II. The indictment charges in the general terms of the statute that appellant committed forgery by altering or uttering the check "on or about and/or between June 21, 1949 and April 25, 1950," and this lack of specificity was questioned by a demurrer. These were the dates when the check cleared through the drawee bank and when it was offered by appellant at the trial of the civil suit, and one of the Commonwealth's theories was that appellant had made the alterations during that period. The indictment is not defective for want of a specific date. "[T]he date laid must be prior to the day on which the indictment is found; it must be within the period fixed by the statute of limitations for the finding of the indictment; and, in the case of a statutory offense, it must be subsequent to the enactment of the statute." Com. v. Nailor, 29 Pa. Super. 271, 273. The Commonwealth, however, does have the burden of proving the commission of the crime charged on some date fixed with a reasonable degree of certainty. Cf. Com. v. Levy, 146 Pa. Super. 564, 23 A.2d 97. Actually, the time when and the place where appellant altered the check are not material. Appellant committed forgery when he uttered it for a fraudulent purpose by producing it at the civil trial on April 25, 1950, and the date is specifically stated in the indictment. The Penal Code of June 24, 1939, P.L. 872, § 1014, 18 P.S. § 5014.

    *627 III. There is no merit to appellant's contention that the crimes of forgery and perjury merged. He argues that there can be no conviction for two crimes committed by the same act at the same time, that is, uttering and testifying, and that the Commonwealth should have elected for which offense it would proceed.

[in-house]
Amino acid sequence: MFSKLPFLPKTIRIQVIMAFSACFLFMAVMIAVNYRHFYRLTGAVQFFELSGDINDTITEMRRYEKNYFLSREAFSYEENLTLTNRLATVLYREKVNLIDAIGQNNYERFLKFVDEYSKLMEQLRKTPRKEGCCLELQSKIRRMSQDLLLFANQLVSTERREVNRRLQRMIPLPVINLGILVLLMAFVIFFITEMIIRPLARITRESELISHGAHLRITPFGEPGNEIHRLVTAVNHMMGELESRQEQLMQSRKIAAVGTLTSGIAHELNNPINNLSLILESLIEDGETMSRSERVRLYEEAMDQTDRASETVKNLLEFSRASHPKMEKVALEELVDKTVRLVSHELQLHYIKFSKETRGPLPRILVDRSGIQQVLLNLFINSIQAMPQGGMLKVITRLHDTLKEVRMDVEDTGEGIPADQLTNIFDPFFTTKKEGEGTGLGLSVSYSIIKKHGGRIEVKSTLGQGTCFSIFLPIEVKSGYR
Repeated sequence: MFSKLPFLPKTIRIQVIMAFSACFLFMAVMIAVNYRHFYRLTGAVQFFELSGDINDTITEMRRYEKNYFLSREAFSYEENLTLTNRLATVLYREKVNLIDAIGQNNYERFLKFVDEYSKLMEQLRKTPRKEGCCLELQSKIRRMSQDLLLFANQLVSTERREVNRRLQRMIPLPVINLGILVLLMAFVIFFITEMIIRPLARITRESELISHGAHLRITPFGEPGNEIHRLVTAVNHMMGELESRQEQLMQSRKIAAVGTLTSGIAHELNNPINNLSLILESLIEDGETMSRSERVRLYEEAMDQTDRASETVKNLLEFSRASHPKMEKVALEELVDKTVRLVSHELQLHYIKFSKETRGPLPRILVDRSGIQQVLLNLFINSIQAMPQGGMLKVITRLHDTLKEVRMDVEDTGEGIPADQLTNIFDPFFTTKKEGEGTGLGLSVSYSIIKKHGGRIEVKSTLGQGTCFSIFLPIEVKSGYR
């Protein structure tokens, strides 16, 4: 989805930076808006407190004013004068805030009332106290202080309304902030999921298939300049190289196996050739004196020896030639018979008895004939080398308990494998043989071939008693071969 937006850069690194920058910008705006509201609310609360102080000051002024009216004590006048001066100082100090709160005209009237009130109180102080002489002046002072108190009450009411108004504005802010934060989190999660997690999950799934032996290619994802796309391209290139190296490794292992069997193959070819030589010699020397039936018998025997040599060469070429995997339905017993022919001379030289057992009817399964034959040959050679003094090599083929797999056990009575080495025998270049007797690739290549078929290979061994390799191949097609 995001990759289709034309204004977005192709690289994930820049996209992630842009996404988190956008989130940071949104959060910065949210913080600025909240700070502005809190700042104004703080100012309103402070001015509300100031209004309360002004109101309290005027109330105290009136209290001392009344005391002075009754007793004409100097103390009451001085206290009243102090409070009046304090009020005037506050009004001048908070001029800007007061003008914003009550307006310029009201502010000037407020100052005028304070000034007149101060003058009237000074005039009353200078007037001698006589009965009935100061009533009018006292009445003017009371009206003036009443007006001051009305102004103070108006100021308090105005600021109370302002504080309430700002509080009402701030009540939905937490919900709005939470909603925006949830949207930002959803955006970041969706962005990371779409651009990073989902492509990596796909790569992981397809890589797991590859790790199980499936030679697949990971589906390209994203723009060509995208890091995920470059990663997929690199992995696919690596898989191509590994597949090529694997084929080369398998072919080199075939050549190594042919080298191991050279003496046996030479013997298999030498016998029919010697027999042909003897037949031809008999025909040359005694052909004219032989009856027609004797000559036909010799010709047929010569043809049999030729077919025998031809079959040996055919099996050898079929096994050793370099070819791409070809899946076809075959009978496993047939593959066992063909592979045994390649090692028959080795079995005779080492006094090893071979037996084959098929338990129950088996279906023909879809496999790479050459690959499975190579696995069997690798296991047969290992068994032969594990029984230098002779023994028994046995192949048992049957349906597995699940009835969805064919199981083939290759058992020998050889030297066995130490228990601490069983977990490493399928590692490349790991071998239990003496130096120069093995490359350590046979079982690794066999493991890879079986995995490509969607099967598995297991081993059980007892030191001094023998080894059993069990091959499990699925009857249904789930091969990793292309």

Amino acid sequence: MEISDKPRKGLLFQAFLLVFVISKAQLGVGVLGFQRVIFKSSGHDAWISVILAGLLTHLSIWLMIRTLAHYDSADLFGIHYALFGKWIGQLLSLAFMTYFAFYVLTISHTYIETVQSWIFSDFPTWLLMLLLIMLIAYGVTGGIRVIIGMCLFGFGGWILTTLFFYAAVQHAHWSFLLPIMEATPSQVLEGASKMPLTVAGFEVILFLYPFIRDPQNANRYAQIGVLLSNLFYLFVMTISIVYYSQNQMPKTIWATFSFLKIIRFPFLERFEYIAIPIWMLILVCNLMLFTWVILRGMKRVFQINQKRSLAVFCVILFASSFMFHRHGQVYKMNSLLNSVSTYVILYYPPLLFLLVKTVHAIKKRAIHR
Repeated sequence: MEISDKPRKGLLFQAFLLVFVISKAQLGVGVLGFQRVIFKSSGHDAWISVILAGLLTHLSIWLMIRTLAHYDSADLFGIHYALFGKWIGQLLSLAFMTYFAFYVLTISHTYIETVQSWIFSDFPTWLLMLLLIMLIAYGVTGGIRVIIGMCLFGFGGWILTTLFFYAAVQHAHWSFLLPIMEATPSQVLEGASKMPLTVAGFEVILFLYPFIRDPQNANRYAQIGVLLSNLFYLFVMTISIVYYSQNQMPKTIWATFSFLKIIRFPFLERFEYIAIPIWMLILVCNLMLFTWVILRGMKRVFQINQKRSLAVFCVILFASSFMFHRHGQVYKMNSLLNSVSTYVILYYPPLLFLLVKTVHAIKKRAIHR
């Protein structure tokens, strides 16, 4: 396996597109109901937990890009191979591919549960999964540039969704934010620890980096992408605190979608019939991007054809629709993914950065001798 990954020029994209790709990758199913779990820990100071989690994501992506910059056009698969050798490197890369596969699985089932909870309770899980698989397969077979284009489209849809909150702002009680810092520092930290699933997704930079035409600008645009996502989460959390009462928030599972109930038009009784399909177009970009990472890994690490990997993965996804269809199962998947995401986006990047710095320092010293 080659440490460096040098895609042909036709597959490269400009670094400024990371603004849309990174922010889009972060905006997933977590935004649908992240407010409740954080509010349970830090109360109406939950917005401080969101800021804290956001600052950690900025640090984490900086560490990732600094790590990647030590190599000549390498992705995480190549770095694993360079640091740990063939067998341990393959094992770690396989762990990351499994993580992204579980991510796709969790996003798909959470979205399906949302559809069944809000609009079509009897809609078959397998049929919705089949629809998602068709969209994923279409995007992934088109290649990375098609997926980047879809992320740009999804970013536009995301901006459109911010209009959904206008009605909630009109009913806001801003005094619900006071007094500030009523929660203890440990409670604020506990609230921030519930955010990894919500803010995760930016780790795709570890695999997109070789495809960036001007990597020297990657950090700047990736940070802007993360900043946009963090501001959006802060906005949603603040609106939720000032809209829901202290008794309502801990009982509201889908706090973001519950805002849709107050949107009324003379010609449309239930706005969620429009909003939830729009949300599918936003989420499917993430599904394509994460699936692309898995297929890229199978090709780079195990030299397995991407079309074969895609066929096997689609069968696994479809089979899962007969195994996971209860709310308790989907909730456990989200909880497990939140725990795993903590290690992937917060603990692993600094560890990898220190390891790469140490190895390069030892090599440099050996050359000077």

As we said in Com. ex rel. Madden v. Ashe, 162 Pa. Super. 39, 42, 56 A.2d 335, quoting Com. ex rel. Moszczynski v. Ashe, 343 Pa. 102, 104, 105, 21 A.2d 920, 921: "The true test of whether one criminal offense has merged in another . . . is whether one crime necessarily involves another. . . When one of two criminal acts committed successively is not a necessary ingredient of the other, there may be a conviction and sentence for both." See also Com. v. Basha, 80 Pa. Super. 320, 322.

    When appellant produced the altered check as evidence of payment of the invoices he uttered the altered check, and committed forgery; when he later swore that he had not made the alterations he committed perjury. Forgery and perjury are not parts of one offense. They are separate and distinct offenses and not so interrelated as to include one within the other. Com. ex rel. Dickson v. Ashe, 137 Pa. Super. 220, 8 A.2d 549; Com ex rel. Lucian v. Ashe, 140 Pa. Super. 210, 13 A.2d 918; Com. ex rel. Rodzwell v. Ashe, 149 Pa. Super. 307, 27 A.2d 253.

    IV. Waiving appellant's questionable right to appeal the forgery conviction in which sentence was suspended, (see Com. ex rel. Holly v. Ashe, 368 Pa. 211, 82 A.2d 244, and cases cited in Com. v. Wadley, 169 Pa. Super. 490, 496, footnote 2, 83 A.2d 417), it is clear that, even if error had been committed in the trial for that crime or in the ruling that the crimes were not merged, appellant has not been harmed. This decision might well have been rested upon the proposition that as appellant has not been sentenced for *628 forgery he has not been harmed by the rulings on the forgery indictment and trial. Nevertheless we have considered and decided all the points raised by him, although none related to the perjury charge, the only crime for which he was sentenced. As to the perjury conviction, appellant offered no contentions and did not question the sufficiency of the evidence to support the verdict.

    Judgment is affirmed and the record remitted to the court below, and it is ordered that appellant appear before that court at such time as he may be there called, and that he be by that court committed until he has complied with the sentence or any part of it which has not been complied with at the time this appeal was made a supersedeas.


    [1] Covering the following items: Invoice No. 4880, dated June 8, 1949, for one Carrier Air Conditioning Unit, $246.50; Invoice No. 5122, dated June 15, 1949, for one Admiral Television Set, $250.01; Invoice No. 5262, dated June 21, 1949, for one Admiral Television Catalog, $1.46. Total, $497.97.